“The plastic bag was white, and a contrast to the red blood from the torn feet
Writing is recreating images of situations I have experienced, words I have captured or people I have met. One of the pictures I will never forget was of a refugee woman carrying her child in a dirty sling in an endless column of refugees. She had plastic bags on her feet, a kind of illusory protection against the hot sand. The plastic bag was white, and the sharp contrast to the red blood from the torn feet struck me when I saw her.
Another image I will always carry is the outstretched arms of a three-year-old Tutsi boy who, along with a dozen other kids, sought help at the roadside along the main road towards Kigali in Rwanda, while the UN vehicles drove past at high speed. I noticed the soldiers’ stiff eyes – they saw but did not want to see. There were too many kids. Sometimes I wonder how these soldiers are doing today.
While working on Delete’s research, I came across a number of Senate hearings on the Rwanda massacres. The atrocities outlined shocked me and made me start searching for more information about the events that led to between 800,000 and 1,000,000 people being killed in the most bestial ways during a few short spring months in 1994. It amazed me. me that the media had almost in silence ignored the tragedies that unfolded in the small country.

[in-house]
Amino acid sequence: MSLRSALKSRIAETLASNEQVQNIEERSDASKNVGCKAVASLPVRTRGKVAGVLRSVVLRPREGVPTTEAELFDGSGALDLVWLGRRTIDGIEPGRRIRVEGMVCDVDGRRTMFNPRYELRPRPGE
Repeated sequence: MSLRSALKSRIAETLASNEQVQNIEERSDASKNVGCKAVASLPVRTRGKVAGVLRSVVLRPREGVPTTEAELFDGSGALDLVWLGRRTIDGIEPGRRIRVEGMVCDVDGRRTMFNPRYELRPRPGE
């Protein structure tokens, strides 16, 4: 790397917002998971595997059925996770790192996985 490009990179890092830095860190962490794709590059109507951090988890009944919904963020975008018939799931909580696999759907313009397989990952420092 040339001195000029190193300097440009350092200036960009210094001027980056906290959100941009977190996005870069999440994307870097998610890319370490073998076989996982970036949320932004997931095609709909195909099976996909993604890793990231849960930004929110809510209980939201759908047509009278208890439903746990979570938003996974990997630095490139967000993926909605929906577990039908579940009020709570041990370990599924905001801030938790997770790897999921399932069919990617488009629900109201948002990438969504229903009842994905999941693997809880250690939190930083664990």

The numbers from such disasters are always large, and one is therefore always in danger of being “saturated”. Still, some numbers touched me more than others. Among other things, I registered that just after the massacres, there were more than 100,000 children on a walk in Rwanda. Hiking meant that two-, three- and four-year-olds went alone – without relatives or older siblings who could take care of them.
Eventually, the children were gathered and – where relatives were alive – reunited with theirs or otherwise cared for. Nevertheless, there are a dark number of about 15,000 children who were not accounted for. 15,000 children have disappeared. The only thing we know is that these certainly did not die during the massacres.
Unfortunately, fiction is becoming a smaller and smaller part of what I need to write. Unfortunately, I write because I wish I could have been without the knowledge of all the cruel actions we humans expose each other to every day, every hour and every minute – worldwide. Now the same thing is happening in Ukraine, and before that, Syria and before that … you know what I mean.
Wishing you a quiet and peaceful week.
(Or who do you want to be at the age of 96?) Restarting your life (or reinventing it), sounds like an American “pull yourself together”
Everything written in these pages is based on personal experience. Overall, this is the way I remember what happened. And everything, of course, is based on